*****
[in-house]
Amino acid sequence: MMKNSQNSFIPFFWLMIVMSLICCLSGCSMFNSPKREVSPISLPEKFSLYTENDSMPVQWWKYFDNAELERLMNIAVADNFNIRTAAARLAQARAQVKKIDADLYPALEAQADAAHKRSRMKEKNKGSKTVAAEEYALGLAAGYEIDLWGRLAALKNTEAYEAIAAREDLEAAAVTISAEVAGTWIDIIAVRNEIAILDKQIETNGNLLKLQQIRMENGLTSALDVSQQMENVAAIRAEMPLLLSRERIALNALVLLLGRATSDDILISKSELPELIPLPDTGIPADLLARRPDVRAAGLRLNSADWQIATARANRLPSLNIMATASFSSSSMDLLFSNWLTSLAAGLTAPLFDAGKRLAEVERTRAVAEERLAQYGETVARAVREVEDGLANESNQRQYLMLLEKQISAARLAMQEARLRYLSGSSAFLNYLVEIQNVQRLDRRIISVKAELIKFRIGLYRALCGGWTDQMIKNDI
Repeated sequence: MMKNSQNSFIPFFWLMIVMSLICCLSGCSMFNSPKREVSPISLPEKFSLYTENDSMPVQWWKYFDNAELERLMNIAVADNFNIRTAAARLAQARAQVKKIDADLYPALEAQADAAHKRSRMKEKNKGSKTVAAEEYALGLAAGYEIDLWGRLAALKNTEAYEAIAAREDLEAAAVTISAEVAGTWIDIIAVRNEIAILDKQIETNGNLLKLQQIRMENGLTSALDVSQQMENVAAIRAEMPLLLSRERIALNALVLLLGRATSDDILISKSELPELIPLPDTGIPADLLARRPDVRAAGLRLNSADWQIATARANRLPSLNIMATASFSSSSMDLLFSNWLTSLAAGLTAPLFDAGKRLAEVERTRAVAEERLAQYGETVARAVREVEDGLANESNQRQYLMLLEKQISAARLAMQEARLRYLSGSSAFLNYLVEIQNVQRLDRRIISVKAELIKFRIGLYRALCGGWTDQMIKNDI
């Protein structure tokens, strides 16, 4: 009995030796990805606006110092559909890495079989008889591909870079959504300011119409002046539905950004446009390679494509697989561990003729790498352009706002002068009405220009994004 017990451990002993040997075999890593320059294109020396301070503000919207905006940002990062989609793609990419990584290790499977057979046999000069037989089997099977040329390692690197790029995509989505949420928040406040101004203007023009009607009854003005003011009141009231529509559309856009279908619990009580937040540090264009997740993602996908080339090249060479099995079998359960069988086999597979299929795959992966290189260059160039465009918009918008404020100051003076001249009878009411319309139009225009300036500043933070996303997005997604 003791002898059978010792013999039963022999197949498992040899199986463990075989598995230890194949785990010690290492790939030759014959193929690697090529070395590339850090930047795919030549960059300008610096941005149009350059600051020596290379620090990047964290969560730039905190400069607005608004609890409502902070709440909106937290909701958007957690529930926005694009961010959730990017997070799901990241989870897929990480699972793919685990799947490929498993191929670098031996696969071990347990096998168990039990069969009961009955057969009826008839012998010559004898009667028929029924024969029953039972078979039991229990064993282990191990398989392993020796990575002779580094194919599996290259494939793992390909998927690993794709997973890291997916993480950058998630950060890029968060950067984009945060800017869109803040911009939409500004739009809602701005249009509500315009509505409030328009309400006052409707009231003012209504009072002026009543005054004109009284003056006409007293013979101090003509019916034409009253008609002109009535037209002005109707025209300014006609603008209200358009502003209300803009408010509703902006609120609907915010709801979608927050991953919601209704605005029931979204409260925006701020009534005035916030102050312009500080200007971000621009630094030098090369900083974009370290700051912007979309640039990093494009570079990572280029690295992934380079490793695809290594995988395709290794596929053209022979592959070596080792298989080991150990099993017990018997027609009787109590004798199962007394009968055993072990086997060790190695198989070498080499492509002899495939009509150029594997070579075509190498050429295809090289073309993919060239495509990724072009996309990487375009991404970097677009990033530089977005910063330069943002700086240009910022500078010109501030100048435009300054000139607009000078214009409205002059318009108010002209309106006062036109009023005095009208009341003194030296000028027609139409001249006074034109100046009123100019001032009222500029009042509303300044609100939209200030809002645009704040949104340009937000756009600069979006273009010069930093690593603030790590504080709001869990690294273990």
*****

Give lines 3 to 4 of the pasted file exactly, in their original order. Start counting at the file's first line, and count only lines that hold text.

Repeated sequence: MMKNSQNSFIPFFWLMIVMSLICCLSGCSMFNSPKREVSPISLPEKFSLYTENDSMPVQWWKYFDNAELERLMNIAVADNFNIRTAAARLAQARAQVKKIDADLYPALEAQADAAHKRSRMKEKNKGSKTVAAEEYALGLAAGYEIDLWGRLAALKNTEAYEAIAAREDLEAAAVTISAEVAGTWIDIIAVRNEIAILDKQIETNGNLLKLQQIRMENGLTSALDVSQQMENVAAIRAEMPLLLSRERIALNALVLLLGRATSDDILISKSELPELIPLPDTGIPADLLARRPDVRAAGLRLNSADWQIATARANRLPSLNIMATASFSSSSMDLLFSNWLTSLAAGLTAPLFDAGKRLAEVERTRAVAEERLAQYGETVARAVREVEDGLANESNQRQYLMLLEKQISAARLAMQEARLRYLSGSSAFLNYLVEIQNVQRLDRRIISVKAELIKFRIGLYRALCGGWTDQMIKNDI
């Protein structure tokens, strides 16, 4: 009995030796990805606006110092559909890495079989008889591909870079959504300011119409002046539905950004446009390679494509697989561990003729790498352009706002002068009405220009994004 017990451990002993040997075999890593320059294109020396301070503000919207905006940002990062989609793609990419990584290790499977057979046999000069037989089997099977040329390692690197790029995509989505949420928040406040101004203007023009009607009854003005003011009141009231529509559309856009279908619990009580937040540090264009997740993602996908080339090249060479099995079998359960069988086999597979299929795959992966290189260059160039465009918009918008404020100051003076001249009878009411319309139009225009300036500043933070996303997005997604 003791002898059978010792013999039963022999197949498992040899199986463990075989598995230890194949785990010690290492790939030759014959193929690697090529070395590339850090930047795919030549960059300008610096941005149009350059600051020596290379620090990047964290969560730039905190400069607005608004609890409502902070709440909106937290909701958007957690529930926005694009961010959730990017997070799901990241989870897929990480699972793919685990799947490929498993191929670098031996696969071990347990096998168990039990069969009961009955057969009826008839012998010559004898009667028929029924024969029953039972078979039991229990064993282990191990398989392993020796990575002779580094194919599996290259494939793992390909998927690993794709997973890291997916993480950058998630950060890029968060950067984009945060800017869109803040911009939409500004739009809602701005249009509500315009509505409030328009309400006052409707009231003012209504009072002026009543005054004109009284003056006409007293013979101090003509019916034409009253008609002109009535037209002005109707025209300014006609603008209200358009502003209300803009408010509703902006609120609907915010709801979608927050991953919601209704605005029931979204409260925006701020009534005035916030102050312009500080200007971000621009630094030098090369900083974009370290700051912007979309640039990093494009570079990572280029690295992934380079490793695809290594995988395709290794596929053209022979592959070596080792298989080991150990099993017990018997027609009787109590004798199962007394009968055993072990086997060790190695198989070498080499492509002899495939009509150029594997070579075509190498050429295809090289073309993919060239495509990724072009996309990487375009991404970097677009990033530089977005910063330069943002700086240009910022500078010109501030100048435009300054000139607009000078214009409205002059318009108010002209309106006062036109009023005095009208009341003194030296000028027609139409001249006074034109100046009123100019001032009222500029009042509303300044609100939209200030809002645009704040949104340009937000756009600069979006273009010069930093690593603030790590504080709001869990690294273990």